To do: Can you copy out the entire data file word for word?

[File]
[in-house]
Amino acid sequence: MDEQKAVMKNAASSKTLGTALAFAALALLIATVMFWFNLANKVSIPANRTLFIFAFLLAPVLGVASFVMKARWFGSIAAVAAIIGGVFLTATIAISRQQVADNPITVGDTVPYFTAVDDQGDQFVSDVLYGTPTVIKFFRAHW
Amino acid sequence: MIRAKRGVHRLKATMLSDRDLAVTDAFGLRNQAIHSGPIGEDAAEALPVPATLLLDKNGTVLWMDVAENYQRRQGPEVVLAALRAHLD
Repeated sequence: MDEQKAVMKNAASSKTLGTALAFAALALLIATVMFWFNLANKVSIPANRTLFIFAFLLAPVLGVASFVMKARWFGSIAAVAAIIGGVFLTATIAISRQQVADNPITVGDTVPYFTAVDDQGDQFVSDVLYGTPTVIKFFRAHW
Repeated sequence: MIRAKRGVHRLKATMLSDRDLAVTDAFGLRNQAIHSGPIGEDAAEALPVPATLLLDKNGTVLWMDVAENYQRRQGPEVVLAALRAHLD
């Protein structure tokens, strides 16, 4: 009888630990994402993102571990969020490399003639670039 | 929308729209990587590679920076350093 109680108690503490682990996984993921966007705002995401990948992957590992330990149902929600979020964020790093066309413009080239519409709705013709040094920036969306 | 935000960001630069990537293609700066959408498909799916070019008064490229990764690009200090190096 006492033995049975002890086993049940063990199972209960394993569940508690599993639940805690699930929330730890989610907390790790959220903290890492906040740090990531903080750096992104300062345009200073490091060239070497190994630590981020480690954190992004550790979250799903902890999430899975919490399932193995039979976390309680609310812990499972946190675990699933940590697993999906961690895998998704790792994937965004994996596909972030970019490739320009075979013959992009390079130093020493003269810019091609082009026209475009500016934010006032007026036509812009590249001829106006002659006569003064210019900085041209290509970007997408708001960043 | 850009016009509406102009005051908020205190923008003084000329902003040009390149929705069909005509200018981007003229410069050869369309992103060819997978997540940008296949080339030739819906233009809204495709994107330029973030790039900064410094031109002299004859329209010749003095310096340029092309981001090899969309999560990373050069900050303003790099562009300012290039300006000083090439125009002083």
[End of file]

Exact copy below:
[in-house]
Amino acid sequence: MDEQKAVMKNAASSKTLGTALAFAALALLIATVMFWFNLANKVSIPANRTLFIFAFLLAPVLGVASFVMKARWFGSIAAVAAIIGGVFLTATIAISRQQVADNPITVGDTVPYFTAVDDQGDQFVSDVLYGTPTVIKFFRAHW
Amino acid sequence: MIRAKRGVHRLKATMLSDRDLAVTDAFGLRNQAIHSGPIGEDAAEALPVPATLLLDKNGTVLWMDVAENYQRRQGPEVVLAALRAHLD
Repeated sequence: MDEQKAVMKNAASSKTLGTALAFAALALLIATVMFWFNLANKVSIPANRTLFIFAFLLAPVLGVASFVMKARWFGSIAAVAAIIGGVFLTATIAISRQQVADNPITVGDTVPYFTAVDDQGDQFVSDVLYGTPTVIKFFRAHW
Repeated sequence: MIRAKRGVHRLKATMLSDRDLAVTDAFGLRNQAIHSGPIGEDAAEALPVPATLLLDKNGTVLWMDVAENYQRRQGPEVVLAALRAHLD
């Protein structure tokens, strides 16, 4: 009888630990994402993102571990969020490399003639670039 | 929308729209990587590679920076350093 109680108690503490682990996984993921966007705002995401990948992957590992330990149902929600979020964020790093066309413009080239519409709705013709040094920036969306 | 935000960001630069990537293609700066959408498909799916070019008064490229990764690009200090190096 006492033995049975002890086993049940063990199972209960394993569940508690599993639940805690699930929330730890989610907390790790959220903290890492906040740090990531903080750096992104300062345009200073490091060239070497190994630590981020480690954190992004550790979250799903902890999430899975919490399932193995039979976390309680609310812990499972946190675990699933940590697993999906961690895998998704790792994937965004994996596909972030970019490739320009075979013959992009390079130093020493003269810019091609082009026209475009500016934010006032007026036509812009590249001829106006002659006569003064210019900085041209290509970007997408708001960043 | 850009016009509406102009005051908020205190923008003084000329902003040009390149929705069909005509200018981007003229410069050869369309992103060819997978997540940008296949080339030739819906233009809204495709994107330029973030790039900064410094031109002299004859329209010749003095310096340029092309981001090899969309999560990373050069900050303003790099562009300012290039300006000083090439125009002083």